The product I’m working on right now has a load of very arcane requirements, forcing me to delve into areas totally new to me.  One of those is precision clocking, since the product requires synchronized capture of data across multiple units.  As such I went hunting for PLLs that would do the job I need.  The key is the ability to adjust the speed very slightly in order to synchronize multiple clocks on multiple units to the exact same speed over the long term.

TI’s CDCE9xx series of chips turned out to have all the right features.  Each chip in the series has an onboard VCXO, which allows me to tweak the exact speed of the crystal with a voltage input, up to +-150ppm.  The various chips in the line have differing numbers of PLLs, each with 2 outputs on separate dividers.  The 12+9 bit N/M divider and 7-bit predivider allow for almost any sane clock speed you can dream up.  Coupled with the right crystal, it does exactly what I need.

But, there’s the problem.  TI specifies a whole mess of arcane crystal parameters needed in order to make the pullable VCXO actually work.  The catch is that nobody selling crystals actually publishes most of those numbers.  That means that you can neither determine the pullability range of a given crystal, nor find a crystal that actually works.  They list a number of specific crystals that “should work”, but not only are those datasheets no more help, but nobody (Digikey, Newark, Mouser, or anybody else I can buy from) sells them.  Hard stop.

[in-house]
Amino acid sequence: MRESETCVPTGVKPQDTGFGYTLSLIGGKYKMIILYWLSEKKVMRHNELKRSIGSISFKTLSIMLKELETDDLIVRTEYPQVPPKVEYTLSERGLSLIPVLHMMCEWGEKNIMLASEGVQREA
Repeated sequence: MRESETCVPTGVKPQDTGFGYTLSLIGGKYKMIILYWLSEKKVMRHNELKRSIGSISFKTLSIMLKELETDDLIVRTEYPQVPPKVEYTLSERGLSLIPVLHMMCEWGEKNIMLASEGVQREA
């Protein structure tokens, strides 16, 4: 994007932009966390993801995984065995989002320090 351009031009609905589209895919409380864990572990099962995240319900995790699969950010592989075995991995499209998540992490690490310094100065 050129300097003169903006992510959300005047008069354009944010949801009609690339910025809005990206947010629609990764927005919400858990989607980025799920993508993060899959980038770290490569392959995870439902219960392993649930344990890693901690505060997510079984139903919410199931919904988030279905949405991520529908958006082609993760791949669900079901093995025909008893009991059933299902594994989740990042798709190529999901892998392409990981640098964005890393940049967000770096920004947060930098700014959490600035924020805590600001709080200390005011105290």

Well, as I was looking through the listed vendors hoping to get my hands on some at least some samples, I tried to focus on US-based companies so I could actually communicate with them (all the others are in China etc).  Turns out Pletronics is based in Lynnwood, Washington, just a couple hundred miles north of here.  I sent them an email asking if they could point me to a crystal that’s supposed to work with and be pullable by the CDCE9xx series, and got back an answer that surprised me, and made my week.  They happen to sell a part that’s a CDCE9xx and matching crystal in one package!

The FD77T is the biggest of that line, based on the CDCE949.  The package is all of 5x7mm, which is ever so slightly larger than the CDCE913 alone (5×6.4mm), and noticeable smaller than the CDCE949 (7.8×6.4mm).  Compared to the CDCE949, crystal, and related parts, it’s radically smaller and easier to deal with.  It takes VCCIO, VCCINT, I2C, and VCXO control and spits out 7 PLL outputs, end of story.  The smaller versions (FD7[345]T) have fewer PLLs and outputs, but in the exact same package.  Pletronics seems to stock the FD77T for at least sample quantities with 24MHz, 24.576MHz, and 25MHz crystals.